He adds that ACOs have the opportunity to improve quality and efficiency of services, and to be rewarded for their successes through the use of incentive payments in the form of shared savings. “Inherent in this approach is a fostering of care coordination, patient-centered care, use of team care, care management, and employment of electronic infrastructure.”
The Vendor’s Point of View
Electronic infrastructure is just what Alan Gilbert, Vice President of Business Development at AxSys Health Corp., provides via the company’s Excelicare software platform – an integrated collaborative and coordinated care/disease management/health information exchange (HIE) solution. AxSys recently entered into a strategic alliance with Health Access Solutions, a healthcare application services provider based in California known for its care and utilization management technologies. The alliance will enable the companies to create an integrated care coordination platform that will assist the multidisciplinary care team, comprised of provider and insurer organizations, in delivering accessible, high-quality care while carefully managing risk and cost – vital to the viability of an ACO.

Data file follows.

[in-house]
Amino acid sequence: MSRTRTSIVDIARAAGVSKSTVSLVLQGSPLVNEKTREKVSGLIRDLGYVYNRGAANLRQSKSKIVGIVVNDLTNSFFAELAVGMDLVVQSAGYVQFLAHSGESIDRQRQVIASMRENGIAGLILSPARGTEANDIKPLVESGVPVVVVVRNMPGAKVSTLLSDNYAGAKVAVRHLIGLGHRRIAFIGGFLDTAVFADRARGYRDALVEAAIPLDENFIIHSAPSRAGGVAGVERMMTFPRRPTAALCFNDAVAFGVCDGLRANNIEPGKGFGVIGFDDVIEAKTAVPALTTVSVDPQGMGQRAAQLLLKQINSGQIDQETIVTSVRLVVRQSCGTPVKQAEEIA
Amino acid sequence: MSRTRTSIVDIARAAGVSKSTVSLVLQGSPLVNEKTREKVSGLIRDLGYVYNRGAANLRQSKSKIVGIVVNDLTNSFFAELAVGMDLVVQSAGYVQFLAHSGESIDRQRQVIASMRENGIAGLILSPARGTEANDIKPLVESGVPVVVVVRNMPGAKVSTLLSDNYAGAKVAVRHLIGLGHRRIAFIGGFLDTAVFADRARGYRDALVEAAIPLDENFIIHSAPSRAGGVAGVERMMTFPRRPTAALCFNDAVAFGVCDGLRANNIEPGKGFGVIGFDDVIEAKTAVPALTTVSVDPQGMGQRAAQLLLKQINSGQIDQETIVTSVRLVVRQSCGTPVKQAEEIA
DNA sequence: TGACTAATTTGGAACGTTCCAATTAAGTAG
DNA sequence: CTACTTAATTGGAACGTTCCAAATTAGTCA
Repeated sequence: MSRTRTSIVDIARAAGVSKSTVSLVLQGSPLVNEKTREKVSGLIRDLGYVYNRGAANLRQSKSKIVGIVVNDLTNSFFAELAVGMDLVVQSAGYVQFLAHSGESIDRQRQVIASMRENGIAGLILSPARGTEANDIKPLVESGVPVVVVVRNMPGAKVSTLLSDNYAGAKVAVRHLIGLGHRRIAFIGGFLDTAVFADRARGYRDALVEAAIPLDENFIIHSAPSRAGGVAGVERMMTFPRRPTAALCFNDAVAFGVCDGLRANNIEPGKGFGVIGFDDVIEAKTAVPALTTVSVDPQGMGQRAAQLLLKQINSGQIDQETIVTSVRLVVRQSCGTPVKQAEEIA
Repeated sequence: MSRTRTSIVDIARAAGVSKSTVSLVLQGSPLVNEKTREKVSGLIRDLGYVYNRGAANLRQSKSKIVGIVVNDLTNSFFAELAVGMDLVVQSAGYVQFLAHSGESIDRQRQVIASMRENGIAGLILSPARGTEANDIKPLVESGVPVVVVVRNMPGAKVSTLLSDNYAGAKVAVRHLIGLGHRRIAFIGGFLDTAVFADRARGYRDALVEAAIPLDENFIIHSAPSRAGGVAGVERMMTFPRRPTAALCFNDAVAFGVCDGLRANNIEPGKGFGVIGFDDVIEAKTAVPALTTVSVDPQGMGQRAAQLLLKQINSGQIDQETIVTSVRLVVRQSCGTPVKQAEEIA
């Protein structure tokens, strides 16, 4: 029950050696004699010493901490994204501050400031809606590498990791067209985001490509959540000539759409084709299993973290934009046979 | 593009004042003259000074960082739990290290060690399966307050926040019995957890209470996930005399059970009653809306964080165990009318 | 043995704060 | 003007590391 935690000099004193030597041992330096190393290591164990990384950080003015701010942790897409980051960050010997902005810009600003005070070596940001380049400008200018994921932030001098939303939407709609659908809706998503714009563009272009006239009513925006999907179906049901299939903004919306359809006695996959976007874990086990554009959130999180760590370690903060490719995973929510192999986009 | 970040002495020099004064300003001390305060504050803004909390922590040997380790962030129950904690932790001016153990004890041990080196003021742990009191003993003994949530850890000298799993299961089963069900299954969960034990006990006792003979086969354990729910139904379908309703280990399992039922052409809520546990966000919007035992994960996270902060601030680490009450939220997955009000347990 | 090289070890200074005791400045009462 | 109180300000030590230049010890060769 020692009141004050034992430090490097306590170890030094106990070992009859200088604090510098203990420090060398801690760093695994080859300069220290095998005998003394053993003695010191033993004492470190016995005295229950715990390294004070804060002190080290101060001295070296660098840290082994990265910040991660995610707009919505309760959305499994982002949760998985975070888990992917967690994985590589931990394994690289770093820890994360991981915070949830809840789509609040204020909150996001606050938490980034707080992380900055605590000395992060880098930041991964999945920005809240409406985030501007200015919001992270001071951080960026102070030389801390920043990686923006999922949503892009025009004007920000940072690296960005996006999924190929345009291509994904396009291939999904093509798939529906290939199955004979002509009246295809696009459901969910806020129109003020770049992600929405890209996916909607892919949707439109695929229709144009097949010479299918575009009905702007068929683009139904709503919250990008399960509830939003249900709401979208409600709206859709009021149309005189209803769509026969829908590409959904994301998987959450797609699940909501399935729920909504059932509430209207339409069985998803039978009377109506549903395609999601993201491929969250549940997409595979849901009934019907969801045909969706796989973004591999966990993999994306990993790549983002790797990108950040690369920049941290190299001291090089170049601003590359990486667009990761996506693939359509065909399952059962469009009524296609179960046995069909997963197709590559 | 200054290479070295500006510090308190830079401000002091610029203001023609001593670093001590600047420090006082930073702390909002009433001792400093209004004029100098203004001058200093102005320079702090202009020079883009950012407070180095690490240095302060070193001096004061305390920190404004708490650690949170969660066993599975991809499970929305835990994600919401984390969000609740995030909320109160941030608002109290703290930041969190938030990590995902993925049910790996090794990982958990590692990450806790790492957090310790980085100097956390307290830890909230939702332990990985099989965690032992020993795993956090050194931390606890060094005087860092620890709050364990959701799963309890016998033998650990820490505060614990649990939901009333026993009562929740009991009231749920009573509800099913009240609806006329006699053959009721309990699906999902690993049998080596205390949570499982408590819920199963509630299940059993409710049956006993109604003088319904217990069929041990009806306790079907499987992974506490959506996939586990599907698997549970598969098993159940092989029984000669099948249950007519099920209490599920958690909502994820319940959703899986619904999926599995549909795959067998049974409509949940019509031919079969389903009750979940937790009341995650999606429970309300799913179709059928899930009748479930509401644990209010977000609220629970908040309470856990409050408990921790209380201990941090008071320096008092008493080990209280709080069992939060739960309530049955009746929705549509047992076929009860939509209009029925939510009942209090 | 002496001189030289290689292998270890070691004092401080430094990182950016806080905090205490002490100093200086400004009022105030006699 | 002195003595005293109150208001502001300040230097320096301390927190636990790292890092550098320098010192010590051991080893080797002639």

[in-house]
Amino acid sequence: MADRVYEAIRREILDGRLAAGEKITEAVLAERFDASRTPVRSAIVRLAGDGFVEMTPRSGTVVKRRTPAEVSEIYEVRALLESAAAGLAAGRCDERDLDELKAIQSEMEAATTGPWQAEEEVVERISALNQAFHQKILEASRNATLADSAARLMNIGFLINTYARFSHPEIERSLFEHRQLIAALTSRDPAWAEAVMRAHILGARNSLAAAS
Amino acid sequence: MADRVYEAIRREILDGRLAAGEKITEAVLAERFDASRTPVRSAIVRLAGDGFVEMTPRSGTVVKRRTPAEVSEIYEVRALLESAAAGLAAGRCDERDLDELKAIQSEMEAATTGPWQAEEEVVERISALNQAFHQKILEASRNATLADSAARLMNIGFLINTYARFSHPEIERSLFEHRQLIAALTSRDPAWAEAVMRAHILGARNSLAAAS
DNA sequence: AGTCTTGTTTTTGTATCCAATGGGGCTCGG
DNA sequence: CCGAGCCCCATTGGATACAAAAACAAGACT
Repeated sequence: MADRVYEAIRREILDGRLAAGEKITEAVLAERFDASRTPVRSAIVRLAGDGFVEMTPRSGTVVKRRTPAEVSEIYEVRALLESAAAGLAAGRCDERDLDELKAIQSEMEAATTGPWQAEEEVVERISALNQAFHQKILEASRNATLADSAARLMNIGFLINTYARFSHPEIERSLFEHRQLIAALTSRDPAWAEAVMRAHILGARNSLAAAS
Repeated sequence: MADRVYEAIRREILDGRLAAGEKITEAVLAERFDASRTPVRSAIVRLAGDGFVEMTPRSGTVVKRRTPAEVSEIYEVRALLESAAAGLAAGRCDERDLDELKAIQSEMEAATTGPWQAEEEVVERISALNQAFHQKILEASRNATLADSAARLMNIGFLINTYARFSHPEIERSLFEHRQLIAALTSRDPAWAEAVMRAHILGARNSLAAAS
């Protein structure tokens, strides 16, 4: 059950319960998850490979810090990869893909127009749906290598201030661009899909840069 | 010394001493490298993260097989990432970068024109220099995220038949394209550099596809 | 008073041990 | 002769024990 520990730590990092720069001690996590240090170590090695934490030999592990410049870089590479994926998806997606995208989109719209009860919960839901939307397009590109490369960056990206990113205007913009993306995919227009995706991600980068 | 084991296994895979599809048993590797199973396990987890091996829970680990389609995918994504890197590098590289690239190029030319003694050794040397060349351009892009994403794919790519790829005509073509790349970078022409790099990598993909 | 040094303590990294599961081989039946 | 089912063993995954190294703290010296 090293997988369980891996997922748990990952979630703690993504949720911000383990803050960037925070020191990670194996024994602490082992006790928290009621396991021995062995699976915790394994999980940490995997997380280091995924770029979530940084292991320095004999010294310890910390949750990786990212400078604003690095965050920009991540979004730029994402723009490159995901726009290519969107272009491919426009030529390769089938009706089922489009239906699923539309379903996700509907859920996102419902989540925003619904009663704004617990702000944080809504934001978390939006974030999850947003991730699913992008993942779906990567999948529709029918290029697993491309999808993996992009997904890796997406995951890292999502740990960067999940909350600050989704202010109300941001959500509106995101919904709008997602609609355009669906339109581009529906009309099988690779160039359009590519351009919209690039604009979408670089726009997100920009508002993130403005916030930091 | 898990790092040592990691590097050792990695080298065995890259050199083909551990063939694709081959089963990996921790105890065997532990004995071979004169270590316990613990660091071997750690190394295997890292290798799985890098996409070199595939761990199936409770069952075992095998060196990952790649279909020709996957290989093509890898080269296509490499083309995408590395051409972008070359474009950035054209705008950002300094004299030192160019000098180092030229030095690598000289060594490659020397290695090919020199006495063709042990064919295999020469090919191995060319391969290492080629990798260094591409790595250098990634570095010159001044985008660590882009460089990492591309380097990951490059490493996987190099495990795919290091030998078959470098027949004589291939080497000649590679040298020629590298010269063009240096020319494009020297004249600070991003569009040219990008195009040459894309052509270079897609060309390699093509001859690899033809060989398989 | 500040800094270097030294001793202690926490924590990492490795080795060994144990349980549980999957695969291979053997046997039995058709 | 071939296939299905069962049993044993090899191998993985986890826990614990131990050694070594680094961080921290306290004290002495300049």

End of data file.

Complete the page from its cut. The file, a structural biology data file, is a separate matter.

Gilbert has become quite a proponent of ACOs, and believes that consumers should ideally see an increase in the individualized attention paid to the management and coordination of their overall health, and in the resultant quality of care they receive.
“We have all had experiences with care for ourselves, for our parents or for our children where we have to explain the medical history, the medications taken and allergies over and over again to each healthcare practitioner,” Gilbert explains. “With a collaborative and coordinated process in place, each caregiver that we encounter will have the requisite data and history on each of us so that, for example, lab tests that were just taken will not need to be repeated.